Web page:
Yes because the previous hundred years we were part of the Union went brilliantly for the Irish. Population decreased by half. A million souls lost to starvation. The banning of our religion, culture and language under pain of death. It really is shocking we didn’t want to stay….

          • CraigStrachan

            Religion, culture and language were not banned on pain of death in the previous hundred years – Catholic emancipation happened in 1829, while the cultural flowering of the Gaelic revival was underway by the mid-C19th, fully blooming by century’s end.

            The Irish economy had recovered from the famine and was performing relatively well by the first decade of the 20th century, while the first 40 years or so after independence were a period of relative economic decline and renewed emigration.

            • SonOfSands

              Actually 1829 is within a century of the funding of the Irish free state. So yes you could be out to death for no other reason than going to Mass! The Gaelic revival (late C19th actually, we were too busy dying of starvation in the middle of the century) was the beginnings of the national movement that gave the Irish people the confidence and courage to stand up against their imperial masters.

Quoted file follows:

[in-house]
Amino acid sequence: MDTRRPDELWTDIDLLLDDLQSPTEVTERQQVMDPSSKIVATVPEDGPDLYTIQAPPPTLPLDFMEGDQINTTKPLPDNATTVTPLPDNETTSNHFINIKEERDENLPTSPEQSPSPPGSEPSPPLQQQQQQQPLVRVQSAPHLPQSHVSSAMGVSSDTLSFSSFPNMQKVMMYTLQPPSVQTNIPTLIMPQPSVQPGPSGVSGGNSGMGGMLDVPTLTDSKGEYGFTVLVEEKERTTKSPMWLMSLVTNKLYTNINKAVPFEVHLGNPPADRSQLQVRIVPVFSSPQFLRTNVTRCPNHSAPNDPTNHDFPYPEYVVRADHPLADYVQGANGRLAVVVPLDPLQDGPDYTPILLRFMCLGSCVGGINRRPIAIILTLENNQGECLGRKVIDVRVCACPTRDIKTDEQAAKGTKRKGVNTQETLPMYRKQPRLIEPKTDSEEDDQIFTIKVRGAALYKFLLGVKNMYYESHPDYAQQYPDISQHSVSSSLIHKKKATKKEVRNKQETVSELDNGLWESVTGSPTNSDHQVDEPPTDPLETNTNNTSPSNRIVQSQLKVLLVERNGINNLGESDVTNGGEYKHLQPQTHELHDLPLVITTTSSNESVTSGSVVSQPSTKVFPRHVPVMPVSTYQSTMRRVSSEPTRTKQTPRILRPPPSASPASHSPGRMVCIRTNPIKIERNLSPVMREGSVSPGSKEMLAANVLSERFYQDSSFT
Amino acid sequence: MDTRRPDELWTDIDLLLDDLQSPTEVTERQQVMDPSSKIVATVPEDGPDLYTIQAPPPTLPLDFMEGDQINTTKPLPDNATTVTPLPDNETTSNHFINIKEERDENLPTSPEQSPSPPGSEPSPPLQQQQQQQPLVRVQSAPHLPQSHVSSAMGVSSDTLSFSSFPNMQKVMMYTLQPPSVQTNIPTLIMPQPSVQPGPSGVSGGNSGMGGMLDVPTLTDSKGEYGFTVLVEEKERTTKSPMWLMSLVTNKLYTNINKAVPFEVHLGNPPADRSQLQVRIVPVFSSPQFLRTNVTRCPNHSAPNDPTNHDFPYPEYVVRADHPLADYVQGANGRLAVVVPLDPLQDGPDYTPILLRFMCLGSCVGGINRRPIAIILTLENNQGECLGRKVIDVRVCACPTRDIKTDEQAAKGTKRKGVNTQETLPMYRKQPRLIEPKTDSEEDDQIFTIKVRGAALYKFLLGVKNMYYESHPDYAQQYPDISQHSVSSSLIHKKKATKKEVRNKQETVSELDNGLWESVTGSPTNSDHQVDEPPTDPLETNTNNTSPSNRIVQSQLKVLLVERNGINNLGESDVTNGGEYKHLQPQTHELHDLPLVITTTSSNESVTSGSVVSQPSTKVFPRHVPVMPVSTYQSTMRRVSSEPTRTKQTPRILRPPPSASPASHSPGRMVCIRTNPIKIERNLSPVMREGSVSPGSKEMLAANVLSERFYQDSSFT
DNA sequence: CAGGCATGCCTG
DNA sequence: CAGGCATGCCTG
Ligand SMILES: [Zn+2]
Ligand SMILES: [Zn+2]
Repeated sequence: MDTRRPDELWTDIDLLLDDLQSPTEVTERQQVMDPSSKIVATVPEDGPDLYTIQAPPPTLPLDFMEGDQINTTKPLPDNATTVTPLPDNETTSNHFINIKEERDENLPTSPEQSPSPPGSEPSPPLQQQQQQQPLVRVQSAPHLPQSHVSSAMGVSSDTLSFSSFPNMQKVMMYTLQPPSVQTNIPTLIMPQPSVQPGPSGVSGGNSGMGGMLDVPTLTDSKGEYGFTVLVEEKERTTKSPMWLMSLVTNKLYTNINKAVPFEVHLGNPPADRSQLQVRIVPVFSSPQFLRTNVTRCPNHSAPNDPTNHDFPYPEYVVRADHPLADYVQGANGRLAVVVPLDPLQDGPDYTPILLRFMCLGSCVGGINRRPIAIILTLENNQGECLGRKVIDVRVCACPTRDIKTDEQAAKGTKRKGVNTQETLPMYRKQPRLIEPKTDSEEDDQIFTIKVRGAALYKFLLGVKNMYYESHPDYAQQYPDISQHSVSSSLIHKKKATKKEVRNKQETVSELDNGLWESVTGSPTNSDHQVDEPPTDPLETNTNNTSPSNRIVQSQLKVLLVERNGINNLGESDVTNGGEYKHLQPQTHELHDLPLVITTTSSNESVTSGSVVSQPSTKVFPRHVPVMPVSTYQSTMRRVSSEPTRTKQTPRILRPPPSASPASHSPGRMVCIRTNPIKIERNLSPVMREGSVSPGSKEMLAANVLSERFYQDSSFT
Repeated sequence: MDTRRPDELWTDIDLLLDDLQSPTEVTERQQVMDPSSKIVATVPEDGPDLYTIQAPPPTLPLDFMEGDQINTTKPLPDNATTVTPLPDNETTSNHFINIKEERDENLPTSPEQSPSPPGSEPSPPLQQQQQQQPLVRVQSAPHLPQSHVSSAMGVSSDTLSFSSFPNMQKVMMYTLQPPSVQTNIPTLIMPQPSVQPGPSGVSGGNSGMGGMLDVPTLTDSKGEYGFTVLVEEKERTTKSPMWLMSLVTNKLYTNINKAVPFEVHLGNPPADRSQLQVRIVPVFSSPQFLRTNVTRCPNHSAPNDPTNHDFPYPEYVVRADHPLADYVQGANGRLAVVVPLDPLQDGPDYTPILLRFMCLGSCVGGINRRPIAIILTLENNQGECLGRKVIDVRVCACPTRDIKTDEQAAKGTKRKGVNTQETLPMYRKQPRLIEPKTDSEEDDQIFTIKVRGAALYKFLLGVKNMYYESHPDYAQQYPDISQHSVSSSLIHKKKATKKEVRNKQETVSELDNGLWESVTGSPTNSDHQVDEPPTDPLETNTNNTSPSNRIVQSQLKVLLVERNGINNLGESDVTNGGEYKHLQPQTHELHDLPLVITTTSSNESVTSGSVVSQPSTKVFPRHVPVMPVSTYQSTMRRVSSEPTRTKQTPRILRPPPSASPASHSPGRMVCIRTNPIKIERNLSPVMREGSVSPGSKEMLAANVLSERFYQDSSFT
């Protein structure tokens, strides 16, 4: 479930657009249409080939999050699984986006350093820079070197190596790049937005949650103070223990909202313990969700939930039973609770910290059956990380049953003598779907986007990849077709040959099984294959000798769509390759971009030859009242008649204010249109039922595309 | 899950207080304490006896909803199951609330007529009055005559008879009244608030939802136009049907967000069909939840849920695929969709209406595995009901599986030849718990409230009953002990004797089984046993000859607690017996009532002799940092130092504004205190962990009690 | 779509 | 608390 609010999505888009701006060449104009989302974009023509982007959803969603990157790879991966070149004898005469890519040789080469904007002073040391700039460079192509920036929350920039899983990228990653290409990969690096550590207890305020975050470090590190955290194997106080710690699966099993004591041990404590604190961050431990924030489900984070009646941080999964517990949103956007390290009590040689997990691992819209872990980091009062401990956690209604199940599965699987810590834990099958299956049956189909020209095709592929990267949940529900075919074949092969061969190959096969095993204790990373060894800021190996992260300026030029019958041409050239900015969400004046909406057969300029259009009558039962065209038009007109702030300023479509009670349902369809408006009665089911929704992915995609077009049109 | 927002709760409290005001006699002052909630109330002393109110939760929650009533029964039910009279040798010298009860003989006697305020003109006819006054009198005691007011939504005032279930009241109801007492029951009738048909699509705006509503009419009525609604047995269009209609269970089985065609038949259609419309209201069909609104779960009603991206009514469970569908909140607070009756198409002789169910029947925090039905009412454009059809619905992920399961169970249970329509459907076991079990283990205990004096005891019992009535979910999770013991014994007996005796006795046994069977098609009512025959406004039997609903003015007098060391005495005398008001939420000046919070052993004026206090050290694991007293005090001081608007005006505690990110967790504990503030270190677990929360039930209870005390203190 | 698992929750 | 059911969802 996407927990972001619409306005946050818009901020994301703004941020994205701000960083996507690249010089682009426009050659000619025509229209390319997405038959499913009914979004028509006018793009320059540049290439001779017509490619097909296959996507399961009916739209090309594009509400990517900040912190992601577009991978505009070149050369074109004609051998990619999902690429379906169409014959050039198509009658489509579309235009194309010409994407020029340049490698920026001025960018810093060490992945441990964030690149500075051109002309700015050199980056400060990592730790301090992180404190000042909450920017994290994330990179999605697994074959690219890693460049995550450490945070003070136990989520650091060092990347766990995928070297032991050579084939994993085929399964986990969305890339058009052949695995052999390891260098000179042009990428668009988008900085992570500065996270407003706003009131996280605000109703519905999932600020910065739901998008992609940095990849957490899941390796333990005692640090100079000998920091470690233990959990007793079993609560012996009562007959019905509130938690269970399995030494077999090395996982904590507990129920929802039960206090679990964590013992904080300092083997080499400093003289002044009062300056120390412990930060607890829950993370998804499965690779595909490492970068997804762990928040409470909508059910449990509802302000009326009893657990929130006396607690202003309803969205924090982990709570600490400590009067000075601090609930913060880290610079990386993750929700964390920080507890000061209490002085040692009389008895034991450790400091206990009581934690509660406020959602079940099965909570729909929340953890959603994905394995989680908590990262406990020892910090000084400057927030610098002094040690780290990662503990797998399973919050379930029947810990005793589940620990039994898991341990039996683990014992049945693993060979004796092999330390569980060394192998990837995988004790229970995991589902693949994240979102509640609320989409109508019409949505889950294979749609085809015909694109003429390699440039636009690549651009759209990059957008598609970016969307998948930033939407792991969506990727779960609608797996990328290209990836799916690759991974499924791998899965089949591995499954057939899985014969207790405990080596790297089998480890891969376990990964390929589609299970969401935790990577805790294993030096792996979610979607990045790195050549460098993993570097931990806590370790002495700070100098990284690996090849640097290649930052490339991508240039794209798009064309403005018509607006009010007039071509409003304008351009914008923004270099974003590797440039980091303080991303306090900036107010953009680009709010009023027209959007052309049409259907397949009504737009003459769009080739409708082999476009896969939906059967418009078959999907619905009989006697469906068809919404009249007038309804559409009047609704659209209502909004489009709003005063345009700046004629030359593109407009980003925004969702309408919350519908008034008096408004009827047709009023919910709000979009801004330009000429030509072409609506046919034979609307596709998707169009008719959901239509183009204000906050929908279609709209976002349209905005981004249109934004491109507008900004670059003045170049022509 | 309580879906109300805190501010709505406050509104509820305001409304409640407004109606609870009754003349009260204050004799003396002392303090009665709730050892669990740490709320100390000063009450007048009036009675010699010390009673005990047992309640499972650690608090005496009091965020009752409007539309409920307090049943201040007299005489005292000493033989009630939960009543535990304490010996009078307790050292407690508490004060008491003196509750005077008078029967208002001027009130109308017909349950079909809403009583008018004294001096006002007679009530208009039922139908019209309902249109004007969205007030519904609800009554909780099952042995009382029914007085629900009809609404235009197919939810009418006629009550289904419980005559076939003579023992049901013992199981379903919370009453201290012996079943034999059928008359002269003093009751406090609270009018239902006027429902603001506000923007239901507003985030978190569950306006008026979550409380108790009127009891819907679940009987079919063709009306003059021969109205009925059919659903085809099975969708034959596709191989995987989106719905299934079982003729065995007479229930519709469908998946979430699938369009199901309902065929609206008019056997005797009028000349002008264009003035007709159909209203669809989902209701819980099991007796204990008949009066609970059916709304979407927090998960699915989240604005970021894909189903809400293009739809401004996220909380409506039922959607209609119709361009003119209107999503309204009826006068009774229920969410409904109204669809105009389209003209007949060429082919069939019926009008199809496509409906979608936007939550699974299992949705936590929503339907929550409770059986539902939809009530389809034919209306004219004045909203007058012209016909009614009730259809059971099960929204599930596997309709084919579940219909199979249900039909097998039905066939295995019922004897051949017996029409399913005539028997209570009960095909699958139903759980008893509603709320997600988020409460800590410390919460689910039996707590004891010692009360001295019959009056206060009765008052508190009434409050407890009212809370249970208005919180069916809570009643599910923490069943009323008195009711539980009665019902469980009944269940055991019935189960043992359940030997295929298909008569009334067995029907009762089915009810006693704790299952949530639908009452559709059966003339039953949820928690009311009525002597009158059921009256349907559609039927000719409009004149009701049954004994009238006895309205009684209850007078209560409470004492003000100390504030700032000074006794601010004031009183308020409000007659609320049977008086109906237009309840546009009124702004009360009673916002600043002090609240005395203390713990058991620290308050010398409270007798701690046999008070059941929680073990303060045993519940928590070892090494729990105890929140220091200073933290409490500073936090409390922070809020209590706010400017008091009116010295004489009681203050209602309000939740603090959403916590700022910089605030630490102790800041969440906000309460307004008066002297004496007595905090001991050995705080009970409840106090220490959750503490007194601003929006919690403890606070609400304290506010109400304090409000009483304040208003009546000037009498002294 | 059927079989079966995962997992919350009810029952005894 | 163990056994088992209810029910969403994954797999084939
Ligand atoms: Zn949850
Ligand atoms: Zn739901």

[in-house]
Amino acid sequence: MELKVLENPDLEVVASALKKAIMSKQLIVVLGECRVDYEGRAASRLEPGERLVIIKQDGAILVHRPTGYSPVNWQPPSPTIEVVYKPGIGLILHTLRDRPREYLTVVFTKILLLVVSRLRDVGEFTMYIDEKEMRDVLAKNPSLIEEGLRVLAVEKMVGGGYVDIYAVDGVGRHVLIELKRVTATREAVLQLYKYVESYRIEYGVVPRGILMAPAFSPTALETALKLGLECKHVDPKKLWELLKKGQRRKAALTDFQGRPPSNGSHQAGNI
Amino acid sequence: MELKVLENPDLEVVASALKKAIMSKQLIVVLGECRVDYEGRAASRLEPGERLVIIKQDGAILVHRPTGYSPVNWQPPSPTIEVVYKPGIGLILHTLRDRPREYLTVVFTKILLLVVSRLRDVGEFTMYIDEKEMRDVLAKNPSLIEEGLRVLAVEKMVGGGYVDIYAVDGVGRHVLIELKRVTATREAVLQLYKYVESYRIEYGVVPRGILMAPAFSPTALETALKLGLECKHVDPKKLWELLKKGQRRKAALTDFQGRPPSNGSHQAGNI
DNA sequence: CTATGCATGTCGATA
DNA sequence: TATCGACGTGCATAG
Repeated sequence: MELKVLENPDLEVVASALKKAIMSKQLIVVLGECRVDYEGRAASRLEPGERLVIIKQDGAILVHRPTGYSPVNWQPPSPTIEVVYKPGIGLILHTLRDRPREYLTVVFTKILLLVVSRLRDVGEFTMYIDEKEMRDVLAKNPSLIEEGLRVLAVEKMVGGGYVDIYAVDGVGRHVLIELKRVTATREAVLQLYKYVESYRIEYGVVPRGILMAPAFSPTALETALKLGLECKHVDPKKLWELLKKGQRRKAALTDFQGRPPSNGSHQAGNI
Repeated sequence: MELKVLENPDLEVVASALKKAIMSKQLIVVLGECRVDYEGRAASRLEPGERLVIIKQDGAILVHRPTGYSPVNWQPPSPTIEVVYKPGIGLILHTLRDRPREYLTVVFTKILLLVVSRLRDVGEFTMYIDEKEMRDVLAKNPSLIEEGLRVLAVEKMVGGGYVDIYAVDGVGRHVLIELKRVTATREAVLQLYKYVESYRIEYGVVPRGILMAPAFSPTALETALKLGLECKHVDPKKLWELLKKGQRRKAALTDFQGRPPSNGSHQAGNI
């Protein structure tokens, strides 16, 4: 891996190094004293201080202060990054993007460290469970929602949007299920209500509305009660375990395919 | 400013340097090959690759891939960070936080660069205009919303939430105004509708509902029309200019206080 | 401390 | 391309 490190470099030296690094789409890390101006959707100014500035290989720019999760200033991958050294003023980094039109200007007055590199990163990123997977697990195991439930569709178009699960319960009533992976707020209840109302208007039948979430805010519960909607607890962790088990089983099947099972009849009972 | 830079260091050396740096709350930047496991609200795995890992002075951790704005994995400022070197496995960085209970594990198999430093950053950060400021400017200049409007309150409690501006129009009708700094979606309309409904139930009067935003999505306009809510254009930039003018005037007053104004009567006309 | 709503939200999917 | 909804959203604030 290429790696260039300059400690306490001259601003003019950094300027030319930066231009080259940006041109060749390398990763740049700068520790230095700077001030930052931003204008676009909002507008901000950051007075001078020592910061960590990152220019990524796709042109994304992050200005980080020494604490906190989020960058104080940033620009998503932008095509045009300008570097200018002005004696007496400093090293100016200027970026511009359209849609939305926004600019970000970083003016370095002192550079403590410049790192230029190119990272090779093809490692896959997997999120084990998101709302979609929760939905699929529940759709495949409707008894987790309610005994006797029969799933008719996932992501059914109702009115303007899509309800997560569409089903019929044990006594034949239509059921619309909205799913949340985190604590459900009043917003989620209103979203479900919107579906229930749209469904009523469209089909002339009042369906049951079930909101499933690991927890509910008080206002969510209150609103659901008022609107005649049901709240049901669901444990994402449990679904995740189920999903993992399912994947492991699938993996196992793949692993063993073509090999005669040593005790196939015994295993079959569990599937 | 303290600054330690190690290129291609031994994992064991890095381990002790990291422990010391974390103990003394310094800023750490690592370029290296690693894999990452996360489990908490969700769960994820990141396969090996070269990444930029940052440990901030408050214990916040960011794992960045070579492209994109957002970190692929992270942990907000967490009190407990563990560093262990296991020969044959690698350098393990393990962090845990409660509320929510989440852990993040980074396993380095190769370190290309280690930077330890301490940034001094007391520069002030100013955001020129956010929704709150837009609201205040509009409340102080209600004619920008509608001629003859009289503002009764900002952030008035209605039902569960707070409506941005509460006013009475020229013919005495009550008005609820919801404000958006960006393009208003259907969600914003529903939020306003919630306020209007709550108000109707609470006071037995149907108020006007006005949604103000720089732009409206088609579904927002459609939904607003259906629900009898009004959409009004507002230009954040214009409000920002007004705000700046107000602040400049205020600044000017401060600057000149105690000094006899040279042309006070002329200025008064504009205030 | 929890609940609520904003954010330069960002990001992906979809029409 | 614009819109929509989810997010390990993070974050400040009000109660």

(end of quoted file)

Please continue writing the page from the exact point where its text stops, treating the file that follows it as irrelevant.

The Irish economy was decimated by the Union. Yes things were good in Belfast (my home city) where the shipyards provided work for the protestant working class but in the rest of the country poverty and unemployment were endemic. “performing relatively well” to What??….Yes the republic had many issues including a trade war with Britain and yes some mistakes of our own but the north was no better under British rule.

              You’re an imperial apologist for crimes against humanity.

              • CraigStrachan

                By 1829 you could not be put to death for going to Mass. The penalty in law would have been a fine, rarely assessed in the decades before Emancipation.

                The Ossianic Society was founded in 1853 (mid-century).

                By late-century, land reform had stablised the rural economy, and ended the cycle of famines that long pre-dated the Union.

                • SonOfSands

                  You should stop taking your History from google. Its not a very good source I’m afraid…..

                • CraigStrachan

                  You should stop misusing history to inform your politics. It’s not very sound practice, although common enough amongst nationalists.

                • Alan

                  Why not just sing anti fenian songs in Ibrox? Can’t you get your fix that way instead of writing about things you know so little about. Have you ever set foot in Ireland?